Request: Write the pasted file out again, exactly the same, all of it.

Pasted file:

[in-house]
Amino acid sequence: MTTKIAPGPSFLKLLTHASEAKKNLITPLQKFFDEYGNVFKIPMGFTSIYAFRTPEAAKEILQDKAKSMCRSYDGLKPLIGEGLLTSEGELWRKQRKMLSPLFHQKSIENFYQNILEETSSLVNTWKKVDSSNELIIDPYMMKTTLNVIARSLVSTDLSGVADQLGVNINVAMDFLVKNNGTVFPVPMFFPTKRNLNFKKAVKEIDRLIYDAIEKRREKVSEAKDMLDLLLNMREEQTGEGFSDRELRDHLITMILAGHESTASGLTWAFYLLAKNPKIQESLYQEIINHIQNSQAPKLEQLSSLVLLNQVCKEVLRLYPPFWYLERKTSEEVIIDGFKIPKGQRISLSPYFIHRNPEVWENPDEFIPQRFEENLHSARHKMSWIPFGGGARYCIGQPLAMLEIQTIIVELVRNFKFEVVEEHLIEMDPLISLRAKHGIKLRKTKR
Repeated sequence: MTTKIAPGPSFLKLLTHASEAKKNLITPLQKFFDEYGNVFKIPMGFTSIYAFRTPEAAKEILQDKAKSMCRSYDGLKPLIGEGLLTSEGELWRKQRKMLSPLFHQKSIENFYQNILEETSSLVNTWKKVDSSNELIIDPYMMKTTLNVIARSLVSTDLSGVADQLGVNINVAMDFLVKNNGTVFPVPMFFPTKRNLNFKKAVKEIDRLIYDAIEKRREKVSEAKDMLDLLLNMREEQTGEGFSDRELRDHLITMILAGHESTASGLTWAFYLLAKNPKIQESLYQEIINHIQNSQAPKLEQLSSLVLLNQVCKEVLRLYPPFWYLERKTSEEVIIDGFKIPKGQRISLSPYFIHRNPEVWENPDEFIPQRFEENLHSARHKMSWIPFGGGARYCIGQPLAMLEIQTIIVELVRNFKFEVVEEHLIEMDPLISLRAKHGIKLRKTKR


[in-house]
Amino acid sequence: MTTKIAPGPSFLKLLTHASEAKKNLITPLQKFFDEYGNVFKIPMGFTSIYAFRTPEAAKEILQDKAKSMCRSYDGLKPLIGEGLLTSEGELWRKQRKMLSPLFHQKSIENFYQNILEETSSLVNTWKKVDSSNELIIDPYMMKTTLNVIARSLVSTDLSGVADQLGVNINVAMDFLVKNNGTVFPVPMFFPTKRNLNFKKAVKEIDRLIYDAIEKRREKVSEAKDMLDLLLNMREEQTGEGFSDRELRDHLITMILAGHESTASGLTWAFYLLAKNPKIQESLYQEIINHIQNSQAPKLEQLSSLVLLNQVCKEVLRLYPPFWYLERKTSEEVIIDGFKIPKGQRISLSPYFIHRNPEVWENPDEFIPQRFEENLHSARHKMSWIPFGGGARYCIGQPLAMLEIQTIIVELVRNFKFEVVEEHLIEMDPLISLRAKHGIKLRKTKR
Repeated sequence: MTTKIAPGPSFLKLLTHASEAKKNLITPLQKFFDEYGNVFKIPMGFTSIYAFRTPEAAKEILQDKAKSMCRSYDGLKPLIGEGLLTSEGELWRKQRKMLSPLFHQKSIENFYQNILEETSSLVNTWKKVDSSNELIIDPYMMKTTLNVIARSLVSTDLSGVADQLGVNINVAMDFLVKNNGTVFPVPMFFPTKRNLNFKKAVKEIDRLIYDAIEKRREKVSEAKDMLDLLLNMREEQTGEGFSDRELRDHLITMILAGHESTASGLTWAFYLLAKNPKIQESLYQEIINHIQNSQAPKLEQLSSLVLLNQVCKEVLRLYPPFWYLERKTSEEVIIDGFKIPKGQRISLSPYFIHRNPEVWENPDEFIPQRFEENLHSARHKMSWIPFGGGARYCIGQPLAMLEIQTIIVELVRNFKFEVVEEHLIEMDPLISLRAKHGIKLRKTKR